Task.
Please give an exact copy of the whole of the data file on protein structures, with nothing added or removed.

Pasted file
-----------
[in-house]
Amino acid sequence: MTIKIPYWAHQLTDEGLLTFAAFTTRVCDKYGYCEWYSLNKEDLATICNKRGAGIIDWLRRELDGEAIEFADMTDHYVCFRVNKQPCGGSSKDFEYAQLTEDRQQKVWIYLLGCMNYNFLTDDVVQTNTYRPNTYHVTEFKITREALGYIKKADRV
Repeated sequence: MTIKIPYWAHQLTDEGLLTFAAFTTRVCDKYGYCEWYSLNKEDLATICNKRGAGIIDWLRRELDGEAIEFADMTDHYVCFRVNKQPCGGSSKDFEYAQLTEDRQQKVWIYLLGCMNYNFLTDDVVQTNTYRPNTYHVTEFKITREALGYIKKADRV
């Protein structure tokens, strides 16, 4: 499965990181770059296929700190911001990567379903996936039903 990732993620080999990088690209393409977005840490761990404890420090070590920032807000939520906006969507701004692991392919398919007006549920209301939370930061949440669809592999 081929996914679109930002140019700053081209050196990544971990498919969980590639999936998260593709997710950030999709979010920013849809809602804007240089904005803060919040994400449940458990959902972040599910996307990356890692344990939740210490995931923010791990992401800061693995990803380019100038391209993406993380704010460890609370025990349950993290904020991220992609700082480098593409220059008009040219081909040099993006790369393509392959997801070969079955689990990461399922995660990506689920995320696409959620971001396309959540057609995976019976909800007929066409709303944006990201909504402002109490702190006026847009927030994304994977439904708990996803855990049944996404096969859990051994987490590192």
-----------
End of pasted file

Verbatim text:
[in-house]
Amino acid sequence: MTIKIPYWAHQLTDEGLLTFAAFTTRVCDKYGYCEWYSLNKEDLATICNKRGAGIIDWLRRELDGEAIEFADMTDHYVCFRVNKQPCGGSSKDFEYAQLTEDRQQKVWIYLLGCMNYNFLTDDVVQTNTYRPNTYHVTEFKITREALGYIKKADRV
Repeated sequence: MTIKIPYWAHQLTDEGLLTFAAFTTRVCDKYGYCEWYSLNKEDLATICNKRGAGIIDWLRRELDGEAIEFADMTDHYVCFRVNKQPCGGSSKDFEYAQLTEDRQQKVWIYLLGCMNYNFLTDDVVQTNTYRPNTYHVTEFKITREALGYIKKADRV
């Protein structure tokens, strides 16, 4: 499965990181770059296929700190911001990567379903996936039903 990732993620080999990088690209393409977005840490761990404890420090070590920032807000939520906006969507701004692991392919398919007006549920209301939370930061949440669809592999 081929996914679109930002140019700053081209050196990544971990498919969980590639999936998260593709997710950030999709979010920013849809809602804007240089904005803060919040994400449940458990959902972040599910996307990356890692344990939740210490995931923010791990992401800061693995990803380019100038391209993406993380704010460890609370025990349950993290904020991220992609700082480098593409220059008009040219081909040099993006790369393509392959997801070969079955689990990461399922995660990506689920995320696409959620971001396309959540057609995976019976909800007929066409709303944006990201909504402002109490702190006026847009927030994304994977439904708990996803855990049944996404096969859990051994987490590192």